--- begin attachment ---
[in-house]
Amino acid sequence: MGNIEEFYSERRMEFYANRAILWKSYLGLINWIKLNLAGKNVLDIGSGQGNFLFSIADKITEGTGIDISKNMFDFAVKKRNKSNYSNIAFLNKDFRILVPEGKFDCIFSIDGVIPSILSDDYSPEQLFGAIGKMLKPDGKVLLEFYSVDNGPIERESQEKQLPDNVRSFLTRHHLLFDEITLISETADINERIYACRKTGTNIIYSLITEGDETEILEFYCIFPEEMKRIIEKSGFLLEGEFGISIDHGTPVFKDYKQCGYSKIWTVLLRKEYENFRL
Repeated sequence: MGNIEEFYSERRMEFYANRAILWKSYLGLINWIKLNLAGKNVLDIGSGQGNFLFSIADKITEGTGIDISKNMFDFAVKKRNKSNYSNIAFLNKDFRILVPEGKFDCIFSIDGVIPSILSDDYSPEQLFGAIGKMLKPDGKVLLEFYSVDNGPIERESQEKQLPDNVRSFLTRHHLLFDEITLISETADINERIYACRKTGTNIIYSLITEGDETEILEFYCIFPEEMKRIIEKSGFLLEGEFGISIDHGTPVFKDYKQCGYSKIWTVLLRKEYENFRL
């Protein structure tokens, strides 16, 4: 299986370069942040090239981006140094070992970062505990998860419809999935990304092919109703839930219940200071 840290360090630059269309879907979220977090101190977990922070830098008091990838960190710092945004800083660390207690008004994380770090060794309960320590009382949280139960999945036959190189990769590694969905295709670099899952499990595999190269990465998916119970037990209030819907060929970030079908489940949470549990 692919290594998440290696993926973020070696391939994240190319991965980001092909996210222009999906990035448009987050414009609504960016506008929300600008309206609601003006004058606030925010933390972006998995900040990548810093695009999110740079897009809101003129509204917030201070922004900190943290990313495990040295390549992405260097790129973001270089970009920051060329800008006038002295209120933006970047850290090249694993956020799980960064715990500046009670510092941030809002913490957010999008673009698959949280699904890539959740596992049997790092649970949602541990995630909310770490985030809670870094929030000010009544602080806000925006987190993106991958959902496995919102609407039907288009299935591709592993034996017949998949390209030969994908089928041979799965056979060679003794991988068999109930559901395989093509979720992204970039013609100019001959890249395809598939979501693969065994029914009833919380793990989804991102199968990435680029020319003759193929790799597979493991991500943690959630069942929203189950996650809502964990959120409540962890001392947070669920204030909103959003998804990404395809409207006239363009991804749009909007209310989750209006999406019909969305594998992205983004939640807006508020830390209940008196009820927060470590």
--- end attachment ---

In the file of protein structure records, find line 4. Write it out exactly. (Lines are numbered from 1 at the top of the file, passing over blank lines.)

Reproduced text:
């Protein structure tokens, strides 16, 4: 299986370069942040090239981006140094070992970062505990998860419809999935990304092919109703839930219940200071 840290360090630059269309879907979220977090101190977990922070830098008091990838960190710092945004800083660390207690008004994380770090060794309960320590009382949280139960999945036959190189990769590694969905295709670099899952499990595999190269990465998916119970037990209030819907060929970030079908489940949470549990 692919290594998440290696993926973020070696391939994240190319991965980001092909996210222009999906990035448009987050414009609504960016506008929300600008309206609601003006004058606030925010933390972006998995900040990548810093695009999110740079897009809101003129509204917030201070922004900190943290990313495990040295390549992405260097790129973001270089970009920051060329800008006038002295209120933006970047850290090249694993956020799980960064715990500046009670510092941030809002913490957010999008673009698959949280699904890539959740596992049997790092649970949602541990995630909310770490985030809670870094929030000010009544602080806000925006987190993106991958959902496995919102609407039907288009299935591709592993034996017949998949390209030969994908089928041979799965056979060679003794991988068999109930559901395989093509979720992204970039013609100019001959890249395809598939979501693969065994029914009833919380793990989804991102199968990435680029020319003759193929790799597979493991991500943690959630069942929203189950996650809502964990959120409540962890001392947070669920204030909103959003998804990404395809409207006239363009991804749009909007209310989750209006999406019909969305594998992205983004939640807006508020830390209940008196009820927060470590």